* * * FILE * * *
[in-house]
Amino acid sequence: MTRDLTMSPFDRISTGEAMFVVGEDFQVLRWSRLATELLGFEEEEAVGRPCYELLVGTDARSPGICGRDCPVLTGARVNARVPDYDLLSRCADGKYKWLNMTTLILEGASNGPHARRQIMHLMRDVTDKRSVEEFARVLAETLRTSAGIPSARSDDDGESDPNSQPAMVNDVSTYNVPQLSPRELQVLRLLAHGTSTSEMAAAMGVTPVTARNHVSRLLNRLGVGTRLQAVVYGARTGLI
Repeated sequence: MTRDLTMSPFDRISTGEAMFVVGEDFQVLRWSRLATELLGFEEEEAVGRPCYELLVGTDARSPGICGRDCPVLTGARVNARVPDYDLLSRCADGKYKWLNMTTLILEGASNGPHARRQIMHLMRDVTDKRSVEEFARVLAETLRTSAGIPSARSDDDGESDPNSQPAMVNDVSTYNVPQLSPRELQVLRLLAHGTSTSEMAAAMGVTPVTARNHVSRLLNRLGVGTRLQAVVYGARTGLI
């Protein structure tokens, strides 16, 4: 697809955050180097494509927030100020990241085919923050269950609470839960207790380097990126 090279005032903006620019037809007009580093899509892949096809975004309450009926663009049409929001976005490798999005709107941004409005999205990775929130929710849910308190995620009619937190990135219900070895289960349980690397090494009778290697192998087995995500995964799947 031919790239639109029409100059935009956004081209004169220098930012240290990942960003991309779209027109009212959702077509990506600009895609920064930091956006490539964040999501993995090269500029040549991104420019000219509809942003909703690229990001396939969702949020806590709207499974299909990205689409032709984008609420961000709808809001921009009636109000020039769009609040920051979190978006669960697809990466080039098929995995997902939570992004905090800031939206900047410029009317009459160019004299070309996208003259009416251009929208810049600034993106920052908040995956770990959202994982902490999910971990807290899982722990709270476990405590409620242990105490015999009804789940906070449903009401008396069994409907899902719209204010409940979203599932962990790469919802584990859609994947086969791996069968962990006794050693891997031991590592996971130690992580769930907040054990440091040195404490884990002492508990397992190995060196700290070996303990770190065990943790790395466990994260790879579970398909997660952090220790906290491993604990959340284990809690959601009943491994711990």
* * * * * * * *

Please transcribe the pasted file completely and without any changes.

[in-house]
Amino acid sequence: MTRDLTMSPFDRISTGEAMFVVGEDFQVLRWSRLATELLGFEEEEAVGRPCYELLVGTDARSPGICGRDCPVLTGARVNARVPDYDLLSRCADGKYKWLNMTTLILEGASNGPHARRQIMHLMRDVTDKRSVEEFARVLAETLRTSAGIPSARSDDDGESDPNSQPAMVNDVSTYNVPQLSPRELQVLRLLAHGTSTSEMAAAMGVTPVTARNHVSRLLNRLGVGTRLQAVVYGARTGLI
Repeated sequence: MTRDLTMSPFDRISTGEAMFVVGEDFQVLRWSRLATELLGFEEEEAVGRPCYELLVGTDARSPGICGRDCPVLTGARVNARVPDYDLLSRCADGKYKWLNMTTLILEGASNGPHARRQIMHLMRDVTDKRSVEEFARVLAETLRTSAGIPSARSDDDGESDPNSQPAMVNDVSTYNVPQLSPRELQVLRLLAHGTSTSEMAAAMGVTPVTARNHVSRLLNRLGVGTRLQAVVYGARTGLI
């Protein structure tokens, strides 16, 4: 697809955050180097494509927030100020990241085919923050269950609470839960207790380097990126 090279005032903006620019037809007009580093899509892949096809975004309450009926663009049409929001976005490798999005709107941004409005999205990775929130929710849910308190995620009619937190990135219900070895289960349980690397090494009778290697192998087995995500995964799947 031919790239639109029409100059935009956004081209004169220098930012240290990942960003991309779209027109009212959702077509990506600009895609920064930091956006490539964040999501993995090269500029040549991104420019000219509809942003909703690229990001396939969702949020806590709207499974299909990205689409032709984008609420961000709808809001921009009636109000020039769009609040920051979190978006669960697809990466080039098929995995997902939570992004905090800031939206900047410029009317009459160019004299070309996208003259009416251009929208810049600034993106920052908040995956770990959202994982902490999910971990807290899982722990709270476990405590409620242990105490015999009804789940906070449903009401008396069994409907899902719209204010409940979203599932962990790469919802584990859609994947086969791996069968962990006794050693891997031991590592996971130690992580769930907040054990440091040195404490884990002492508990397992190995060196700290070996303990770190065990943790790395466990994260790879579970398909997660952090220790906290491993604990959340284990809690959601009943491994711990």